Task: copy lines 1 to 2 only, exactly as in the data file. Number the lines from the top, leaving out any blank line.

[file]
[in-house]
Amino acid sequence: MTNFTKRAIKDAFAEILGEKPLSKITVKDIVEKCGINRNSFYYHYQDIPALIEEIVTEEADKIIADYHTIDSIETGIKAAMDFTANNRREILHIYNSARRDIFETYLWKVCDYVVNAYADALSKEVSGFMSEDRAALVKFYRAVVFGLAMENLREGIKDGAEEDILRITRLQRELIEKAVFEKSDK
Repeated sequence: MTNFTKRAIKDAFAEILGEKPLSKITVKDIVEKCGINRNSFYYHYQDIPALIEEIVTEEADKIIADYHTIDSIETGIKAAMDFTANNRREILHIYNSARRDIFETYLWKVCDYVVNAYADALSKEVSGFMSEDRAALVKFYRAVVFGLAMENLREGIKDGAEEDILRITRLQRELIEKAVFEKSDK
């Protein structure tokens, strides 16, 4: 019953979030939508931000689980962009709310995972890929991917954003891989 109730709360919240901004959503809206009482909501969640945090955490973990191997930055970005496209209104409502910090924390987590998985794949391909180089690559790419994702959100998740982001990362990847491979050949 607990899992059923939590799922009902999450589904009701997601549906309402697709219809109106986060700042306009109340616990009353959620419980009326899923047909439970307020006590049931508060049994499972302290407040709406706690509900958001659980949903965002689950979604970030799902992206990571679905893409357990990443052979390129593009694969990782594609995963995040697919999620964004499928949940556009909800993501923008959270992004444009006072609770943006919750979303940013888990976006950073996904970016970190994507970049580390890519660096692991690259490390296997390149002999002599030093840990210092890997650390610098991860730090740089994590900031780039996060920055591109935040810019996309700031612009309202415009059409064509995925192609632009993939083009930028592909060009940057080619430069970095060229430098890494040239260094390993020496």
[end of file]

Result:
[in-house]
Amino acid sequence: MTNFTKRAIKDAFAEILGEKPLSKITVKDIVEKCGINRNSFYYHYQDIPALIEEIVTEEADKIIADYHTIDSIETGIKAAMDFTANNRREILHIYNSARRDIFETYLWKVCDYVVNAYADALSKEVSGFMSEDRAALVKFYRAVVFGLAMENLREGIKDGAEEDILRITRLQRELIEKAVFEKSDK